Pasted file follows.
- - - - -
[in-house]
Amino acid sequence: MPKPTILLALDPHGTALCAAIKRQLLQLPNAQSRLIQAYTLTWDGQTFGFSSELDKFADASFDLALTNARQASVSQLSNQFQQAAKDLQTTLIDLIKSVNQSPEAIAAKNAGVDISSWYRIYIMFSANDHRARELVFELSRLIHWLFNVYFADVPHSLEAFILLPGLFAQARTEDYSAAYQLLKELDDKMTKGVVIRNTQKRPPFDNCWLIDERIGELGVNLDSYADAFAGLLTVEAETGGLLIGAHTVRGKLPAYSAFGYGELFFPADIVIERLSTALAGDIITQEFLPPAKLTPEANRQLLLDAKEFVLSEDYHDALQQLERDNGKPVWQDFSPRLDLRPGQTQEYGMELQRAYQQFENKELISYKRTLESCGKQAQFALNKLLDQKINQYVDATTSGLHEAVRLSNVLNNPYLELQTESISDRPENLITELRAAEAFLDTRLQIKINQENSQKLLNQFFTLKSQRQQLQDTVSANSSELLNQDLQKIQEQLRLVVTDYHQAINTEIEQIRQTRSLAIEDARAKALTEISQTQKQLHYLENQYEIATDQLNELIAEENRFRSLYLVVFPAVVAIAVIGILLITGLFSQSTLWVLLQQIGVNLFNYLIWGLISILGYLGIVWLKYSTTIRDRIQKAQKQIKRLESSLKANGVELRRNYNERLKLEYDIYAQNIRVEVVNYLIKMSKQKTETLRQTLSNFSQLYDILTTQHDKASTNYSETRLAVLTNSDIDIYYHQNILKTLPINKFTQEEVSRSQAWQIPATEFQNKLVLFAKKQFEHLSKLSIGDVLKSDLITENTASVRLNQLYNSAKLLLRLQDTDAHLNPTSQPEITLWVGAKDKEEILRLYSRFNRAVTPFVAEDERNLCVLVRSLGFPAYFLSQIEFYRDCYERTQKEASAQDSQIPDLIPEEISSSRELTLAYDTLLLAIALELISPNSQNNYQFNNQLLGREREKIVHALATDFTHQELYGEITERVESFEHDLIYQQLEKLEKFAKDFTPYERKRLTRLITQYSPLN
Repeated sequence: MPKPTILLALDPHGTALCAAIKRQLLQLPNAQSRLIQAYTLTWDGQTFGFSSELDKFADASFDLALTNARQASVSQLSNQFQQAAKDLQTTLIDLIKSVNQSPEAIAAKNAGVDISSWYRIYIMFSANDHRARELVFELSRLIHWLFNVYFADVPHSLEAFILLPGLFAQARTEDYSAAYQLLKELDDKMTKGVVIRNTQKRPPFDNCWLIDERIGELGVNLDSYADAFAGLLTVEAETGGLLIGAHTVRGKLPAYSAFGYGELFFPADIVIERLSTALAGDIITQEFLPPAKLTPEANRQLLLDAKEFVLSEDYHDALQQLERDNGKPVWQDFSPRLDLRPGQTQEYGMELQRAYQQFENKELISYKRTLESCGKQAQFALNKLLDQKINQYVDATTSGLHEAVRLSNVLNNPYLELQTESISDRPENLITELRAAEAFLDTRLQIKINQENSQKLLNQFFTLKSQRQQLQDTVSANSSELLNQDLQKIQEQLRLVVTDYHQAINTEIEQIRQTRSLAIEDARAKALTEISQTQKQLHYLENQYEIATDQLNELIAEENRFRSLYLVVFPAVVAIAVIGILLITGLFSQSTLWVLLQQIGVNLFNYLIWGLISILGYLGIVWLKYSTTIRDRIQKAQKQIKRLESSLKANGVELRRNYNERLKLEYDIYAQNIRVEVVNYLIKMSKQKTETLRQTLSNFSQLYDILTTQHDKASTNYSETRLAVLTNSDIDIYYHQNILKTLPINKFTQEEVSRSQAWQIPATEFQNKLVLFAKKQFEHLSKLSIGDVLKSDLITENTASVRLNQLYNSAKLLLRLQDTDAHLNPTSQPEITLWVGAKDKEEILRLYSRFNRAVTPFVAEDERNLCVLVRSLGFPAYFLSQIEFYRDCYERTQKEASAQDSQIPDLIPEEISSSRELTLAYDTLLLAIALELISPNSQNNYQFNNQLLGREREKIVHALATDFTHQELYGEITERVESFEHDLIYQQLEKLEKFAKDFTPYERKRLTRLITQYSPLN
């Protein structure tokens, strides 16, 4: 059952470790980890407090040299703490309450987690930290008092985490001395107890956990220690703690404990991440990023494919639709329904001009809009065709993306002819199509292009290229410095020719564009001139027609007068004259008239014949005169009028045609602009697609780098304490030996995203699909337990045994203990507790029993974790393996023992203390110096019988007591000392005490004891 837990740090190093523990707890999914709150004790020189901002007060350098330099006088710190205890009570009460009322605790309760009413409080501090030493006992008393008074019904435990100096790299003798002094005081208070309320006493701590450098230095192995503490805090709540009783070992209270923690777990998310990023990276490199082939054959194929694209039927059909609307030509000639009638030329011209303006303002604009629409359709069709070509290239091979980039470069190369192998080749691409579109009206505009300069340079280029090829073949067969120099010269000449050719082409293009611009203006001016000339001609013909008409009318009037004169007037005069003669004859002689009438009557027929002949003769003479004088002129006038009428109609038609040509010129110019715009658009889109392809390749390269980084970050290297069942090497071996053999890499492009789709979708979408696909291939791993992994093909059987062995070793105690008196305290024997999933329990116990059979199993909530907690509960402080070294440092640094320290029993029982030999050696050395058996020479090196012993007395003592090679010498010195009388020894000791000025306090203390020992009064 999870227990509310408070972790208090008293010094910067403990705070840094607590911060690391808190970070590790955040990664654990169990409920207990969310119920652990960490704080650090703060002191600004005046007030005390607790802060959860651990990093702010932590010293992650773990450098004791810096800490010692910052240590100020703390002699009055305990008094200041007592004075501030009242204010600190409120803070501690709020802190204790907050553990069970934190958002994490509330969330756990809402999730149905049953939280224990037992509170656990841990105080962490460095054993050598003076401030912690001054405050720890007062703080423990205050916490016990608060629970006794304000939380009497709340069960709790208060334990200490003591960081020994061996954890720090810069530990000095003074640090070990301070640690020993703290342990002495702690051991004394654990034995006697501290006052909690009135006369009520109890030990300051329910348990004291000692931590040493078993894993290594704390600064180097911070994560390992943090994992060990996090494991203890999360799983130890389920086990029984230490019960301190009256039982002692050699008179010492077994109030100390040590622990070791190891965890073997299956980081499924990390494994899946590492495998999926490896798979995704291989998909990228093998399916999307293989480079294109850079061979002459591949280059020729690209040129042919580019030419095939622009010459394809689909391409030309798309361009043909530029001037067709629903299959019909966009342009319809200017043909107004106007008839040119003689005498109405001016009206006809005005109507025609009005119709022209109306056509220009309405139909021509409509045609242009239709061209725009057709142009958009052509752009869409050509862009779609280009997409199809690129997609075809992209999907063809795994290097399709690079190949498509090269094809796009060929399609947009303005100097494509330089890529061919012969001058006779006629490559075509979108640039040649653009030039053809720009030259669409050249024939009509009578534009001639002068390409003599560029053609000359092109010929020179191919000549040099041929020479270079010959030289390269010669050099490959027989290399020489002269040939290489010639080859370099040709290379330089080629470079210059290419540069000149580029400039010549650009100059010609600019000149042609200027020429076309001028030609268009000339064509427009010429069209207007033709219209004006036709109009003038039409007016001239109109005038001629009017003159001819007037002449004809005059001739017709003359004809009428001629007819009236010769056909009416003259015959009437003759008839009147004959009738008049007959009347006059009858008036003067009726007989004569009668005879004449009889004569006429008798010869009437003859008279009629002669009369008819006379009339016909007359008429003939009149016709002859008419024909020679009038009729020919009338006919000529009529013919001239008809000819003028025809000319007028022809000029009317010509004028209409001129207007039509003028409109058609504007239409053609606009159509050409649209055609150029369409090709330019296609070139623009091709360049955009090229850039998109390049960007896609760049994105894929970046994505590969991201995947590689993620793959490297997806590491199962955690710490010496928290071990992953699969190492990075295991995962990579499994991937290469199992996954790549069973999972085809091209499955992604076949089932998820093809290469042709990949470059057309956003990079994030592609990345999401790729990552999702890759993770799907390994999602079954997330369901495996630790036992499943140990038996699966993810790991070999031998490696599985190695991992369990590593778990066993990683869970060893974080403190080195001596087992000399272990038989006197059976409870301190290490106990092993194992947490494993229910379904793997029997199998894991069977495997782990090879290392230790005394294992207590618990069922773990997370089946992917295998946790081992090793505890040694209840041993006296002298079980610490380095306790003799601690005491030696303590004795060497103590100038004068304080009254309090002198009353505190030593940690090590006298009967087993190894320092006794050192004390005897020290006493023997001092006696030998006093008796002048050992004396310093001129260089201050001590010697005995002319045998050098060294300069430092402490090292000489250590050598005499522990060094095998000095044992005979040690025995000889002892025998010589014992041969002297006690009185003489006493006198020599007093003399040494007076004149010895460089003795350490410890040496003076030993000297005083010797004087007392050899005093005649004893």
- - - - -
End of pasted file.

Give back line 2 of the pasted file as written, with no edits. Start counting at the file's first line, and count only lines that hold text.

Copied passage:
Amino acid sequence: MPKPTILLALDPHGTALCAAIKRQLLQLPNAQSRLIQAYTLTWDGQTFGFSSELDKFADASFDLALTNARQASVSQLSNQFQQAAKDLQTTLIDLIKSVNQSPEAIAAKNAGVDISSWYRIYIMFSANDHRARELVFELSRLIHWLFNVYFADVPHSLEAFILLPGLFAQARTEDYSAAYQLLKELDDKMTKGVVIRNTQKRPPFDNCWLIDERIGELGVNLDSYADAFAGLLTVEAETGGLLIGAHTVRGKLPAYSAFGYGELFFPADIVIERLSTALAGDIITQEFLPPAKLTPEANRQLLLDAKEFVLSEDYHDALQQLERDNGKPVWQDFSPRLDLRPGQTQEYGMELQRAYQQFENKELISYKRTLESCGKQAQFALNKLLDQKINQYVDATTSGLHEAVRLSNVLNNPYLELQTESISDRPENLITELRAAEAFLDTRLQIKINQENSQKLLNQFFTLKSQRQQLQDTVSANSSELLNQDLQKIQEQLRLVVTDYHQAINTEIEQIRQTRSLAIEDARAKALTEISQTQKQLHYLENQYEIATDQLNELIAEENRFRSLYLVVFPAVVAIAVIGILLITGLFSQSTLWVLLQQIGVNLFNYLIWGLISILGYLGIVWLKYSTTIRDRIQKAQKQIKRLESSLKANGVELRRNYNERLKLEYDIYAQNIRVEVVNYLIKMSKQKTETLRQTLSNFSQLYDILTTQHDKASTNYSETRLAVLTNSDIDIYYHQNILKTLPINKFTQEEVSRSQAWQIPATEFQNKLVLFAKKQFEHLSKLSIGDVLKSDLITENTASVRLNQLYNSAKLLLRLQDTDAHLNPTSQPEITLWVGAKDKEEILRLYSRFNRAVTPFVAEDERNLCVLVRSLGFPAYFLSQIEFYRDCYERTQKEASAQDSQIPDLIPEEISSSRELTLAYDTLLLAIALELISPNSQNNYQFNNQLLGREREKIVHALATDFTHQELYGEITERVESFEHDLIYQQLEKLEKFAKDFTPYERKRLTRLITQYSPLN